Water Poisons H2 Activation at the Au-TiO2 Interface by Slowing Proton and Electron Transfer Between Au and Titania
Understanding the dynamic changes at the active site during catalysis is a fundamental challenge that promises to improve catalytic properties. While performing Arrhenius studies during H2 oxidation over Au/TiO2 catalysts, we found different apparent activation energies (Eapp) depending on the feedwater pressure. This is partially attributed to changing numbers of metal–support interface (MSI) sites as water coverage changes with temperature. Constant water coverage studies showed two kinetic regimes: fast heterolytic H2 activation directly at the MSI (Eapp ∼ 25 kJ/mol) and significantly slower heterolytic H2 activation mediated by water (Eapp ∼ 45 kJ/mol). The two regimes had significantly different kinetics, suggesting a complicated mechanism of water poisoning. Density functional theory (DFT) showed water has minor effects on the reaction thermodynamics, primarily attributable to intrinsic differences in surface reactivity of different Au sites in the DFT model. The DFT model suggested significant surface restructuring of the TiO2 support during heterolytic H2 adsorption; evidence for this phenomenon was observed during in situ infrared spectroscopy experiments. A monolayer of water on the hydroxylated TiO2 surface increased the H2 dissociation activation barrier by ∼0.2 eV, in good agreement the difference in experimentally measured values. DFT calculations suggested H2 activation goes through a proton-coupled electron-transfer-like mechanism. During proton transfer to a basic support hydroxyl group, electron density is distributed through the gold nanorod and partially localized on the protonated support hydroxyl group. Water slows H2 activation by slowing this H+ transfer, forcing negative charge buildup on the Au and increasing the transition state energy.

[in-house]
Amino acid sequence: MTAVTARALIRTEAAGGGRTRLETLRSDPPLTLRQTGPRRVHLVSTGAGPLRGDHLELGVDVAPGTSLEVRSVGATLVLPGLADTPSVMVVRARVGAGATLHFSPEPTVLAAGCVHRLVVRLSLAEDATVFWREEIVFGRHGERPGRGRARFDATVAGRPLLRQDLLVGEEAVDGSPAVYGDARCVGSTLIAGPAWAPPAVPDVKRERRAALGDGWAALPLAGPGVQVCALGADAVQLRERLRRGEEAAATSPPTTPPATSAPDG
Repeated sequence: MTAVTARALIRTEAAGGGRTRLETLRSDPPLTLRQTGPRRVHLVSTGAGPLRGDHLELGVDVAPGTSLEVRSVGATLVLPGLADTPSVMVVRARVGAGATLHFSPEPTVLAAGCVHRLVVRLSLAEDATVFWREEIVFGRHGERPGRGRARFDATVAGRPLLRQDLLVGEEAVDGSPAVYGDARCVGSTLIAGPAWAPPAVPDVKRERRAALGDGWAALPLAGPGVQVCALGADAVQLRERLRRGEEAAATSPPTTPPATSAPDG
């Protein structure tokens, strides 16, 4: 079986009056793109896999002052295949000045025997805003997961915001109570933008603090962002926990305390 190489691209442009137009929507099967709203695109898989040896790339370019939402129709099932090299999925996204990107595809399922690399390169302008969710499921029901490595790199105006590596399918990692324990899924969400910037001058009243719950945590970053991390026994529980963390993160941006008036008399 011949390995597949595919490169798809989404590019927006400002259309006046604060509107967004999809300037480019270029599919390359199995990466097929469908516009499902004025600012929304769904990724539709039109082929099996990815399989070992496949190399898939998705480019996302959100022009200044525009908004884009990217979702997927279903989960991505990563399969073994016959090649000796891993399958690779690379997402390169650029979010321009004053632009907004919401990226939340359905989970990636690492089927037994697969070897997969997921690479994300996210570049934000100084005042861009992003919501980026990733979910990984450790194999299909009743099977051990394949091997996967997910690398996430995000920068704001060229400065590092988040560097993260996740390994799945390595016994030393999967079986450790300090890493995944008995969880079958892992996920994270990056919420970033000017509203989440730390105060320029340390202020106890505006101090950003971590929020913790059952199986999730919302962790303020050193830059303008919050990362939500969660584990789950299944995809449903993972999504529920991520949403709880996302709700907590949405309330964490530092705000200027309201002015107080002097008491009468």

American Chemical Society
Kumar, K. B. S., Whittaker, T. N., Peterson, C., Grabow, L. C., & Chandler, B. D. (2020). Water poisons H2 activation at the Au-TiO2 interface by slowing proton and electron transfer between Au and Titania. Journal of the American Chemical Society, 142(12), 5760-5772. http://doi.org/10.1021/jacs.9b13729
Journal of the American Chemistry Society